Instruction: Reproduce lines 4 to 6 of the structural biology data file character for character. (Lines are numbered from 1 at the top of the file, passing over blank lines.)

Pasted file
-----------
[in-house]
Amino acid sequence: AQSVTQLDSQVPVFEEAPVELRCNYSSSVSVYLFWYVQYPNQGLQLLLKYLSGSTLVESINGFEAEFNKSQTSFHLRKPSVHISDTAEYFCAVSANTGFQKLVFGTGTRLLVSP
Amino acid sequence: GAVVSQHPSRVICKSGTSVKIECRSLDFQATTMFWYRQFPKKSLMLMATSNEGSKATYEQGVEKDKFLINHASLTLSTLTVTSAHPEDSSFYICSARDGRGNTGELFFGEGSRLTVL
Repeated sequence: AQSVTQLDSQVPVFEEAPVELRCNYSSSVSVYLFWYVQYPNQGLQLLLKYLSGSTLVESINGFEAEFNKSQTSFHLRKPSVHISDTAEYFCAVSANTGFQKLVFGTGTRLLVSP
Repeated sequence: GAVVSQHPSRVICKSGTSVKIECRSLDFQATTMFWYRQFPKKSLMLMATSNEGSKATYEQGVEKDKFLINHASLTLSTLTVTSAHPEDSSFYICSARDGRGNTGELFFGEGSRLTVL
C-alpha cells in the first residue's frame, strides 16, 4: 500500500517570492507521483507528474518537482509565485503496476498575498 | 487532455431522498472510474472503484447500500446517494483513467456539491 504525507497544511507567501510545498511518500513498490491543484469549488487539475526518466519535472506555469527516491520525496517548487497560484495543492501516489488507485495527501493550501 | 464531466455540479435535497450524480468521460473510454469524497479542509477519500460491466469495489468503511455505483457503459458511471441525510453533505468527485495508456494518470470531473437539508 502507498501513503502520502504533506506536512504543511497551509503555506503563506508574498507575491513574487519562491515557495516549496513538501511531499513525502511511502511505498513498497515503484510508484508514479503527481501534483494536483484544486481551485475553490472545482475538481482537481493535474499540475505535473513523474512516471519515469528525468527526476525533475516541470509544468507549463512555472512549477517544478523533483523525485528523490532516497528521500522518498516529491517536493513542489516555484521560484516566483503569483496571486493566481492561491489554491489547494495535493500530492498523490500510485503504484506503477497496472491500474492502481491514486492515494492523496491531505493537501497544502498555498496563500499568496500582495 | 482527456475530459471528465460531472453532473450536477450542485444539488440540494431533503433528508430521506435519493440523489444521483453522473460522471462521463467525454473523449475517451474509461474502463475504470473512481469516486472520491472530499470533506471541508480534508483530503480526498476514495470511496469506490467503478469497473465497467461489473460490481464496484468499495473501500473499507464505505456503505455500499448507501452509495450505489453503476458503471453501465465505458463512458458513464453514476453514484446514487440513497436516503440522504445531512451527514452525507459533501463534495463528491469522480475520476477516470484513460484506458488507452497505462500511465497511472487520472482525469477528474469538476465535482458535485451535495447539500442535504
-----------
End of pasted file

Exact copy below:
Repeated sequence: AQSVTQLDSQVPVFEEAPVELRCNYSSSVSVYLFWYVQYPNQGLQLLLKYLSGSTLVESINGFEAEFNKSQTSFHLRKPSVHISDTAEYFCAVSANTGFQKLVFGTGTRLLVSP
Repeated sequence: GAVVSQHPSRVICKSGTSVKIECRSLDFQATTMFWYRQFPKKSLMLMATSNEGSKATYEQGVEKDKFLINHASLTLSTLTVTSAHPEDSSFYICSARDGRGNTGELFFGEGSRLTVL
C-alpha cells in the first residue's frame, strides 16, 4: 500500500517570492507521483507528474518537482509565485503496476498575498 | 487532455431522498472510474472503484447500500446517494483513467456539491 504525507497544511507567501510545498511518500513498490491543484469549488487539475526518466519535472506555469527516491520525496517548487497560484495543492501516489488507485495527501493550501 | 464531466455540479435535497450524480468521460473510454469524497479542509477519500460491466469495489468503511455505483457503459458511471441525510453533505468527485495508456494518470470531473437539508 502507498501513503502520502504533506506536512504543511497551509503555506503563506508574498507575491513574487519562491515557495516549496513538501511531499513525502511511502511505498513498497515503484510508484508514479503527481501534483494536483484544486481551485475553490472545482475538481482537481493535474499540475505535473513523474512516471519515469528525468527526476525533475516541470509544468507549463512555472512549477517544478523533483523525485528523490532516497528521500522518498516529491517536493513542489516555484521560484516566483503569483496571486493566481492561491489554491489547494495535493500530492498523490500510485503504484506503477497496472491500474492502481491514486492515494492523496491531505493537501497544502498555498496563500499568496500582495 | 482527456475530459471528465460531472453532473450536477450542485444539488440540494431533503433528508430521506435519493440523489444521483453522473460522471462521463467525454473523449475517451474509461474502463475504470473512481469516486472520491472530499470533506471541508480534508483530503480526498476514495470511496469506490467503478469497473465497467461489473460490481464496484468499495473501500473499507464505505456503505455500499448507501452509495450505489453503476458503471453501465465505458463512458458513464453514476453514484446514487440513497436516503440522504445531512451527514452525507459533501463534495463528491469522480475520476477516470484513460484506458488507452497505462500511465497511472487520472482525469477528474469538476465535482458535485451535495447539500442535504